The absence of such an idea would make it very difficult for us to locate the institutional cause for the failure of Western credit ratings, and would also make it difficult to make a breakthrough in the paradigm of introducing the generic market competition principle into credit ratings. Including this idea into the ratings outlook would enable us to explore the institutional mechanisms for credit ratings that would allow for a balance between responsibility and development.
7. Rating Criteria Decides the Rating Capabilities of a Credit Rating Agency
The logic behind this idea is as follows: Credit ratings interpret the internal links of real credit risk factors through cognitive methods, and accurate rating methodology is based on rating theories that reveal the rules governing credit risk formation. After all, rating capabilities are a credit rating agency's abilities to create rating theories and cognitive approaches, to unveil objective credit risks through rating theories and cognitive approaches, and shoulder the social responsibility of exposing credit risks. Hence, the only yardstick to measure the “rating”aof a credit rating agency is whether it is able to create original rating theories and criteria, and whether its rating theories and criteria reflect the objective rules of credit risks. Any subjective conjecture and plagiarism of ratings criteria will definitely lead to a credit rating agency's rating incapability, and the usage of ratings assigned by these CRAs will inevitably harm public interest.
The absence of such an idea would make it very difficult for us to differentiate a competent CRA from its incompetent peers, and also make it difficult to conduct professional rating practice management. Including this idea into the ratings outlook would enable us to find the rating rules in the intricate credit rating world and build an institutional environment that facilitates the sound development of the rating sector.
8.The Only Correct Supervisory Idea is to Prohibit Credit Rating Competition while Encouraging Rating Technology Competition
The logic behind this idea is as follows: A government is the maker of institutional models for a rating regime, and the regulator of rating practices and regulatory ideas plays a decisive role in the government’s activities. The regulatory idea that generic market competition is introduced into the credit rating sector and that the credit rating sector develops better in a fully competitive environment will unavoidably cause institutional credit rating rivalries. Consequently, ratings will become a tool used to cover up risks for debtors' interests. The regulatory idea of prohibiting credit rating competition and encouraging rating technology competition reflects the essential requirements for credit rating agencies to fulfill their social responsibilities. By acting on this concept to design an institutional model for rating regime and regulate credit rating agencies, it is possible to stimulate technological advancement and enable credit ratings to unveil credit risks while safeguarding creditors’cinterests.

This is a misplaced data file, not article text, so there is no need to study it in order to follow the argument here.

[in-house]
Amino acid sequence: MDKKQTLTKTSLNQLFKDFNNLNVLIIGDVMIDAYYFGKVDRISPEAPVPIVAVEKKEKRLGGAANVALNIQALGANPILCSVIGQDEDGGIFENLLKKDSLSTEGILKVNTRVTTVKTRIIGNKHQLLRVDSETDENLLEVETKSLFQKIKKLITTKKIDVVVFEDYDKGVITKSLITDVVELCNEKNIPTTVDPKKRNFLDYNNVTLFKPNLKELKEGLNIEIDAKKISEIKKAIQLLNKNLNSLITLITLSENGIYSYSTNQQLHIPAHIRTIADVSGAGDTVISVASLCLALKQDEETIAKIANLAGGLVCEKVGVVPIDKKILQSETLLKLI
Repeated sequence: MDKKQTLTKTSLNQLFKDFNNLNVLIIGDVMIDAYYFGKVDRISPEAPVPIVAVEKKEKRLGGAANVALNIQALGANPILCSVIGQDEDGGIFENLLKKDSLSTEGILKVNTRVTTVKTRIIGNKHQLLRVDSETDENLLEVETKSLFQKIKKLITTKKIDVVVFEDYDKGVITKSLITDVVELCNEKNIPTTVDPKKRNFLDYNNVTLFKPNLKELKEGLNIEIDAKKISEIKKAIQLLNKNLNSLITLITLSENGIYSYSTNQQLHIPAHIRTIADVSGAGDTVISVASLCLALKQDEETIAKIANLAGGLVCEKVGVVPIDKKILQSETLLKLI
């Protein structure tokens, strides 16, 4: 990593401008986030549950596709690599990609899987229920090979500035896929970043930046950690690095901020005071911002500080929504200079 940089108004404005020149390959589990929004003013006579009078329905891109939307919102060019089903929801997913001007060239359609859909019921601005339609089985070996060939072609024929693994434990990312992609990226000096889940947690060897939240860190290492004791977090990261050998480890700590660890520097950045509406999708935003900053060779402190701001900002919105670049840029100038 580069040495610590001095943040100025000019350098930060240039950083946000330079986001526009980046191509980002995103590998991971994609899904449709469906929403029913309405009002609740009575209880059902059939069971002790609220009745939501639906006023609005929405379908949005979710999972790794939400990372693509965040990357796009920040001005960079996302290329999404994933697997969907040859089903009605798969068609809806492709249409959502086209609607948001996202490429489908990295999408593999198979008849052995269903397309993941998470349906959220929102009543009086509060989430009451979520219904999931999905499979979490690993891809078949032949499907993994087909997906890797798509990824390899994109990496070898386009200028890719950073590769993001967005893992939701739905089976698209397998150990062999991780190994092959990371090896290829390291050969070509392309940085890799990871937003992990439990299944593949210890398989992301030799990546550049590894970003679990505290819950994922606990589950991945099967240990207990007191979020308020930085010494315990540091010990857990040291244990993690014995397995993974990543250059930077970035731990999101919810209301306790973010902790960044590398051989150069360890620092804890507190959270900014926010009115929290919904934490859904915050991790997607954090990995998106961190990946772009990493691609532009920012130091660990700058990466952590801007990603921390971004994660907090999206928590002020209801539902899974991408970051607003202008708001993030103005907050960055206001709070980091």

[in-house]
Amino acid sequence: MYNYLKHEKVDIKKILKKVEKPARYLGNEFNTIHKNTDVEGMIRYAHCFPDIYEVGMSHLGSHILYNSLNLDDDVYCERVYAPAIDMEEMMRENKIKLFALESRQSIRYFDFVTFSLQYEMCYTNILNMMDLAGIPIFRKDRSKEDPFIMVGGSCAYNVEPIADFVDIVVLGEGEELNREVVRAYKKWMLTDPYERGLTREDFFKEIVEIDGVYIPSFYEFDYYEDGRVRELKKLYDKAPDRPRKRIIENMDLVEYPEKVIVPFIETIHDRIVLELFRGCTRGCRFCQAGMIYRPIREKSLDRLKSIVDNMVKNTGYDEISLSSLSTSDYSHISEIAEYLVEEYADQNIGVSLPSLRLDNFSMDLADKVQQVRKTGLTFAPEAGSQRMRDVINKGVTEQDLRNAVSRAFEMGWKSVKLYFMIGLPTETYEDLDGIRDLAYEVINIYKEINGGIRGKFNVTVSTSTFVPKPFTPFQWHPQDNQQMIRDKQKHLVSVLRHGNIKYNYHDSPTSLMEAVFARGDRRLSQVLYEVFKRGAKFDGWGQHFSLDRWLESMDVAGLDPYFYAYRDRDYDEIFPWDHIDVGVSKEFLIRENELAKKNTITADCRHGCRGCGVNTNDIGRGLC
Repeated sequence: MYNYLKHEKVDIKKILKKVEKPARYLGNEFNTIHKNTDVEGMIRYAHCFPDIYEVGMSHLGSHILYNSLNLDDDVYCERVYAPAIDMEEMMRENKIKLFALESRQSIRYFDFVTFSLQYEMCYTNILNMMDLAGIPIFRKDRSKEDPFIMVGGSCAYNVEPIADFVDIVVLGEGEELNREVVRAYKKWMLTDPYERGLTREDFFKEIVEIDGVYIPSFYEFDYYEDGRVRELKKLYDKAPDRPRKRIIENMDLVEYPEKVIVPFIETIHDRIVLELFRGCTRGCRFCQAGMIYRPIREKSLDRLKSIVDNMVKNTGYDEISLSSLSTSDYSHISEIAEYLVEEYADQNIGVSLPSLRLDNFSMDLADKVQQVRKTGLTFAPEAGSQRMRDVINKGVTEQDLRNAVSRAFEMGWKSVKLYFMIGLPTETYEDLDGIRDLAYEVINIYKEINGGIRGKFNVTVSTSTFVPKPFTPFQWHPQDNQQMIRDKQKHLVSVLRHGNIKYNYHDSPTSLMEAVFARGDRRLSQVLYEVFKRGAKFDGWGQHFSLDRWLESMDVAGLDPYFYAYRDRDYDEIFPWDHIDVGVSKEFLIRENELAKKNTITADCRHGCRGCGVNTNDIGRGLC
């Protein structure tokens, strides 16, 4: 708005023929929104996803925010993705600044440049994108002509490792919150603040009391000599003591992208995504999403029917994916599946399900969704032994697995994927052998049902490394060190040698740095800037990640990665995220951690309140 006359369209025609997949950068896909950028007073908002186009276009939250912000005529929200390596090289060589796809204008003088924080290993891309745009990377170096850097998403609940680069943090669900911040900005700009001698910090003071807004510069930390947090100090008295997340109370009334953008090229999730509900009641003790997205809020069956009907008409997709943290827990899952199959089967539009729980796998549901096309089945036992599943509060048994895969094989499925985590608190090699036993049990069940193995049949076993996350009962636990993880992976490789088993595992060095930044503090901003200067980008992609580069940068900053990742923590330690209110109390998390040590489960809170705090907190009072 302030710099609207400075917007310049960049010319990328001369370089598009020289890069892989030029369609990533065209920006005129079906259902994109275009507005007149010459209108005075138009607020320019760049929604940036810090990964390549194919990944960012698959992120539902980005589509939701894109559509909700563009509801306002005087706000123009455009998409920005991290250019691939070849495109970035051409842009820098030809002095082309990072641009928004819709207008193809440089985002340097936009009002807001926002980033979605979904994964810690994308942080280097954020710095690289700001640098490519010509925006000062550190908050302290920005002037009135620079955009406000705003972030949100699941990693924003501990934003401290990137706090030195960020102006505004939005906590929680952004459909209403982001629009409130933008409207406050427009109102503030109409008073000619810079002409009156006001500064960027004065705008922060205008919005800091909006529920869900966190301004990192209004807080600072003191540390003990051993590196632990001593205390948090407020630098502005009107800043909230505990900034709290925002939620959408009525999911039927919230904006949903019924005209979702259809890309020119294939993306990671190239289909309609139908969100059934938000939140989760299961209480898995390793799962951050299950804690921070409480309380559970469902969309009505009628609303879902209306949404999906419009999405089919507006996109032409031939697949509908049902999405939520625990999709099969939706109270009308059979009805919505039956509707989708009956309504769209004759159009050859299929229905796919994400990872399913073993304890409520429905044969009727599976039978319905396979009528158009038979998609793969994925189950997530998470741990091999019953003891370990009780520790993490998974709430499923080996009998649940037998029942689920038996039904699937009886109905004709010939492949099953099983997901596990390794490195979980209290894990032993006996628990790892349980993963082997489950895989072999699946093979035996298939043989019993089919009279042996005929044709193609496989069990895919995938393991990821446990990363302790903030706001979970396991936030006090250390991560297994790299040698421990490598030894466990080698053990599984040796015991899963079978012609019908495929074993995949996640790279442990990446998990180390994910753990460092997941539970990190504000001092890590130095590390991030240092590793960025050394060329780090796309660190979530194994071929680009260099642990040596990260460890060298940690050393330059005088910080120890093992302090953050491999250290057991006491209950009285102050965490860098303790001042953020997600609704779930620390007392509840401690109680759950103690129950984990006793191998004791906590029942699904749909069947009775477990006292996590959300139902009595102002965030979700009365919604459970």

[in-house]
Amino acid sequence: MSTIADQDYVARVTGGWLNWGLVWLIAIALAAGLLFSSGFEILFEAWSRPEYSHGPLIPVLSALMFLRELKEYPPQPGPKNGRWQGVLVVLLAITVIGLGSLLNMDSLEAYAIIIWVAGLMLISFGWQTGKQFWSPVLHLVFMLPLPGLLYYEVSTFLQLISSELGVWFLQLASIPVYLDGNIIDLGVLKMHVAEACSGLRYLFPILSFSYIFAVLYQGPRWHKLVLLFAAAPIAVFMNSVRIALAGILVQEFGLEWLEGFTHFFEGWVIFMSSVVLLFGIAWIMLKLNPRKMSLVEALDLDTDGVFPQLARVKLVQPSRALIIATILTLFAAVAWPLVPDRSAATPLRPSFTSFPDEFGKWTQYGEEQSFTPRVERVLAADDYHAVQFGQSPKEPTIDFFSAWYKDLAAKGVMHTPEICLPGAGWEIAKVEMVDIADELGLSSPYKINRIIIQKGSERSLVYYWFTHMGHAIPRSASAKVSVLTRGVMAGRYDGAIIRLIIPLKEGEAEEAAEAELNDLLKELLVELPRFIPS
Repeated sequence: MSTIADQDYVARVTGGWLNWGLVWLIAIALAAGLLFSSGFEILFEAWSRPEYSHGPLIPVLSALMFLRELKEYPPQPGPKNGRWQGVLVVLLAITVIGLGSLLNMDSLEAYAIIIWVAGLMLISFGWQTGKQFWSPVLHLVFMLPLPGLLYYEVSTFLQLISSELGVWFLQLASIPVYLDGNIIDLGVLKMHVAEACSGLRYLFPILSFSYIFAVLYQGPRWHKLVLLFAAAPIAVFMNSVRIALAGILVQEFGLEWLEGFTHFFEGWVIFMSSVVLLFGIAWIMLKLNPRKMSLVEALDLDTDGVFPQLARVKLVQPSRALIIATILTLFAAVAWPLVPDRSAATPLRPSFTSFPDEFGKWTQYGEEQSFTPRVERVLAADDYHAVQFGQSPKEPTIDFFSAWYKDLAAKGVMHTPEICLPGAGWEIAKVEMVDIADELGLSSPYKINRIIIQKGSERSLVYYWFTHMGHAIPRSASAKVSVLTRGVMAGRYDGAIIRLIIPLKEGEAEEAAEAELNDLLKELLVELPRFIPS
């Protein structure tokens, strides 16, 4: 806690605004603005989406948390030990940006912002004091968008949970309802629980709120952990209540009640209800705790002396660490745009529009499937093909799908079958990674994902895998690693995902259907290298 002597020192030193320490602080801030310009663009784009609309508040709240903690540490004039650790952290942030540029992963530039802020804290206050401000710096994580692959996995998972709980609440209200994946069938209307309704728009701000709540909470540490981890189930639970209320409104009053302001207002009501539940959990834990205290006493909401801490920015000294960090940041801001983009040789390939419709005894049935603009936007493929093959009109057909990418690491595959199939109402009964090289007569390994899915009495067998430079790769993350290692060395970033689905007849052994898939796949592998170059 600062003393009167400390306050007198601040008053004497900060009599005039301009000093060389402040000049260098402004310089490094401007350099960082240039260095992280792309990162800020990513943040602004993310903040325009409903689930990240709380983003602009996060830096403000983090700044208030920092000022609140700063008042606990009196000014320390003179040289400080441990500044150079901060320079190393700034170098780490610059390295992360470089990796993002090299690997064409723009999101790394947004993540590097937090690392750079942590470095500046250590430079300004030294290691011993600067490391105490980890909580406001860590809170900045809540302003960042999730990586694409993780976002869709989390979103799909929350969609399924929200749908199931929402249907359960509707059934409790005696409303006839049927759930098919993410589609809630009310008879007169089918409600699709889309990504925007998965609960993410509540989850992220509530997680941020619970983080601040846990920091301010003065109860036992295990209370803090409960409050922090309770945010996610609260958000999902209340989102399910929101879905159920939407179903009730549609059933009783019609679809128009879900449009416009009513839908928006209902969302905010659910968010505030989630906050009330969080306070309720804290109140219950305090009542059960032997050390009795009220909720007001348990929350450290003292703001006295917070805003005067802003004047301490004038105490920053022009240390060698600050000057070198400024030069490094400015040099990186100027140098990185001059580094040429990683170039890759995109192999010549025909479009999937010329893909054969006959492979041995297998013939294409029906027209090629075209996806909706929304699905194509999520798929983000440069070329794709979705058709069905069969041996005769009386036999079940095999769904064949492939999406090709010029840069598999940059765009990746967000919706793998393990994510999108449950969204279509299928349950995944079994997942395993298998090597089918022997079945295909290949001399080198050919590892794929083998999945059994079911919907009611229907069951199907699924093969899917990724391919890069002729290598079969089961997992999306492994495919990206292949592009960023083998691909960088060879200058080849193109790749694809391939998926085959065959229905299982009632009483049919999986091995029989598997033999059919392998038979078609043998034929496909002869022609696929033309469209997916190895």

The absence of such an idea would make it very difficult for us to learn a hard lesson from the failure of the ratings assigned by Western credit rating agencies and to identify an institutional approach for the scientific regulation of credit ratings. As a result, it would be inevitable that we would repeat the same mistakes. Including this idea into the ratings outlook would enable us to avoid the situation where the intended strengthening of credit rating regulation is transformed into exacerbating credit rating competition, and avoid turning back the wheel of history.
9. Reducing Dependence on Credit Ratings is a Fantasy that Goes Against the Rules of Credit-Based Economic Development
The logic behind this idea is as follows: Credit relationships established between creditors as capital owners and debtors as capital users are, in essence, a type of capital combination. This type of capital combination has become a mainstream form of capital supply amid the socio-economic development in modern times. The establishment of credit relationships is a prerequisite of capital supply and, in order to make capital supply work, creditors' accurate judgment of debtors is crucial. Hence, amidst the pervasiveness of credit relationships, credit ratings that reveal the credit risks of debtors are selected as the medium through which to forge credit relationships, and are endowed with the role of deciding credit capital flow. Credit ratings determine credit relationships, while credit relationships decide the supply of social funds. This is sound logic that naturally came into being in the development phase of credit-based economy. Cutting reliance on ratings is a makeshift measure that has been taken to prevent a credit catastrophe from happening again, which suggests people’s incapability of understanding the rules governing the development phase of credit-based economies. Moreover, this option will result in credit disorder and crisis as it intensifies the asymmetry of information about social credit risks, impedes free capital circulation, and mismatches creditors and debtors.